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‘Dre Rumor of the Day: To Clippers for Chris Kaman

Jun 9, 2011, 12:37 PM EDT

Andre Iguodala appears to be legitimately on the trading block, as rumors now connect him to Clips center Chris Kaman.

Well, at the very least, it seems like Rod Thorn and Ed Stefanski are
legitimately shopping longest-tenured Sixer Andre Iguodala this
off-season. Mere days after he was rumored to be one half of a swap with
Golden State’s Monta Ellis, a new proposal has trickled down the
pipeline: One sending him to Los Angeles for odd-Clipper-out Chris
Kaman. An all-star center two seasons ago, Kaman spent much of last year
injured and lost his starting spot to the younger, more athletic, more
defensively inclined DeAndre Jordan, who makes for a better fit
alongside Clips franchise power forward Blake Griffin than does Kaman.
He was effective but inconsistent upon his return, leading to rumblings
that he might be deemed expendable by L.A. brass for the team’s future.

In many ways, this is a deal that makes sense on both sides. While
Kaman isn’t quite the first-option scorer that Ellis is, he is a
legitimate offensive weapon, scoring 18.5 points a game on 49% shooting
in 34 minutes a game two years ago. More importantly, he’s a legitimate
center, a seven-footer with post moves and a jump shot, who rebounds
well (if not spectacularly) and blocks a shot or two a game. Meanwhile,
Iguodala is exactly what the Clippers need—a versatile, defensive-minded
small forward who can defend, pass, and like just about everyone else
on that team, dunk. And with Blake and shooting guard Eric Gordon
entrenched as the top two scoring options for the Clips for years and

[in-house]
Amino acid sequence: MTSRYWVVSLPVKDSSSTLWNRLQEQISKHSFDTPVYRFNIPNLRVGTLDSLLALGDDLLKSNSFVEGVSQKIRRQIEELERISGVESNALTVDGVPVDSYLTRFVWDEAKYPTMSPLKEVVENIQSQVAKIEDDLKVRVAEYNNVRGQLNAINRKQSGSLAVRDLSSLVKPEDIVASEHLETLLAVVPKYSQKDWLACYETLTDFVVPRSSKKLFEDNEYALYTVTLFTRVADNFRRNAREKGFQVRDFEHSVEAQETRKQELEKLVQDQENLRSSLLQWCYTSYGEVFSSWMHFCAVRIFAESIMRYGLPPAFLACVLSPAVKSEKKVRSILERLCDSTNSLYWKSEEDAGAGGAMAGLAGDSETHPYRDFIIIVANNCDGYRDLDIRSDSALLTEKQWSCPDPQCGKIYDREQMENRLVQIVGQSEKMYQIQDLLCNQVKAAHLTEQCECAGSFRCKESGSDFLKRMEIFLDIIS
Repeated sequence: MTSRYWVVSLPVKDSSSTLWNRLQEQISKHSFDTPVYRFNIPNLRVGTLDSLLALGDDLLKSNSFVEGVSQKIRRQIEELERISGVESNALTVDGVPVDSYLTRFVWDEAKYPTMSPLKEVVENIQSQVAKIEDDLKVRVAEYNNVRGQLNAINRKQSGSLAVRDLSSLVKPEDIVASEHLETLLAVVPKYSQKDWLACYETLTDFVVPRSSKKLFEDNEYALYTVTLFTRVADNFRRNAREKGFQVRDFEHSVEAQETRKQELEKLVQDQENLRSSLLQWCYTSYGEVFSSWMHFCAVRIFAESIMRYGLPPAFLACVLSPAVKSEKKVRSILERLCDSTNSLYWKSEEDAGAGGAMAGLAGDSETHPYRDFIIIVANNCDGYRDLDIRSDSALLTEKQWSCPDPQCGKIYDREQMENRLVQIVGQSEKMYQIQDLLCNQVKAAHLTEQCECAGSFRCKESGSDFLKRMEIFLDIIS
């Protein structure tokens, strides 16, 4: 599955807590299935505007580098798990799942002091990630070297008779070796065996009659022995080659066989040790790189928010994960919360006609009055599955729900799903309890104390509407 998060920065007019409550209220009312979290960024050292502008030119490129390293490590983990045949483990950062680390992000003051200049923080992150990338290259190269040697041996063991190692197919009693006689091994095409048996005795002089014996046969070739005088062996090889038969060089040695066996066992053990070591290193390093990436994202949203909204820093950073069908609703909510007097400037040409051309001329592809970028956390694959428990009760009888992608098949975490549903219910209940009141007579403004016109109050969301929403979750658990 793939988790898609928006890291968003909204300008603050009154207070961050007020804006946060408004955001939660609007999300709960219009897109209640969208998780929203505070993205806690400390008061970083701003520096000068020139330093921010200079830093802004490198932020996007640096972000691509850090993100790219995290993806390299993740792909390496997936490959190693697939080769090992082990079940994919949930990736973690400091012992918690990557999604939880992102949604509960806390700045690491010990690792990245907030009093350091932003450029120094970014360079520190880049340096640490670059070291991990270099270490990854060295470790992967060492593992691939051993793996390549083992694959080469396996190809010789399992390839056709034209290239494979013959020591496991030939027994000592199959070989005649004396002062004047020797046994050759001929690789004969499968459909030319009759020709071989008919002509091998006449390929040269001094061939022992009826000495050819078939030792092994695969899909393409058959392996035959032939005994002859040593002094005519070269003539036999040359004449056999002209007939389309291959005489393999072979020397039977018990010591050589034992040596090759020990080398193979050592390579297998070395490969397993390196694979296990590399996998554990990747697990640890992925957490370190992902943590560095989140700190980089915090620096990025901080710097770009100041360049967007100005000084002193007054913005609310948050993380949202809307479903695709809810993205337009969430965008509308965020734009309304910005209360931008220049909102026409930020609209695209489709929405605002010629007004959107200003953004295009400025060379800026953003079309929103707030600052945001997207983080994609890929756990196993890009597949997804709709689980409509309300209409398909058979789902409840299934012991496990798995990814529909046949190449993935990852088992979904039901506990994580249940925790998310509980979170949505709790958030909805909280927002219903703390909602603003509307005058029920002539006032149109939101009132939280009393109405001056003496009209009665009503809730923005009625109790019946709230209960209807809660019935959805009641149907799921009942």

years to come, ‘Dre could finally focus doing all those things he does
well, without being called on to any of the things he doesn’t.

But while Iguodala seems a virtual no-brainer for the Clips—with
him, I’d be pretty shocked if they missed the playoffs last year—Kaman
on the Sixers is a little more of a mixed blessing. Though he can
score—better than Spencer Hawes, certainly—he’s not really the
first-option scorer the Sixers need, more of a complementary piece. And
on defense, he’s not a huge upgrade over Hawes—in fact, he’s not a
particularly high-IQ player, and is prone to lapses in effort and
concentration, hardly the defensive anchor we need in the frontcourt.
And finally, on a team where youth and athleticism is still the core
strength, Kaman is neither particularly young (29 last April) or
particularly athletic (not a complete stiff, but there’s a reason the
Clips prefer DeAndre Jordan so much).

All that said, there are advantages to dealing for Kaman beyond what
he does on the court. His deal, which pays him a little over 12 million
next year, expires at the end of the season, two years before
Iguodala’s weighty contract finally lapses. He could be hugely valuable
as an expiring contract at next year’s trade deadline, or he could help
the Sixers be players in the 2012 off-season—or merely offer them some
relief if they go heavy with the spending this summer. Ultimately, it’s a
lower-risk, lower-reward move than dealing for Ellis would be—one that
doesn’t lock the team into any long-term commitment or threaten to
interfere with any of their core players, but one which will, barring a
huge leap from some of their young guys, be relatively unlikely to be
the move that helps the Sixers take the next step.

Ultimately, of the two deals, I think I like the
swing-for-the-fences Ellis deal a little more, though both have their
advantages and would be, in my opinion, better than keeping Iguodala
around for another season. The one thing that does worry me about both
deals is that neither help the team in terms of young talent or draft
picks—neither really helps the team start the rebuilding process
straight-up, but rather offers them quality players who might just end
up keeping the Sixers afloat in mediocrity for one more season. Perhaps I
like the Ellis deal more because it has a greater chance of either
elevating the team to the next level, or screwing them up
completely—hopefully guaranteeing that at the very least, we wouldn’t be
seeing another 41-41 season.

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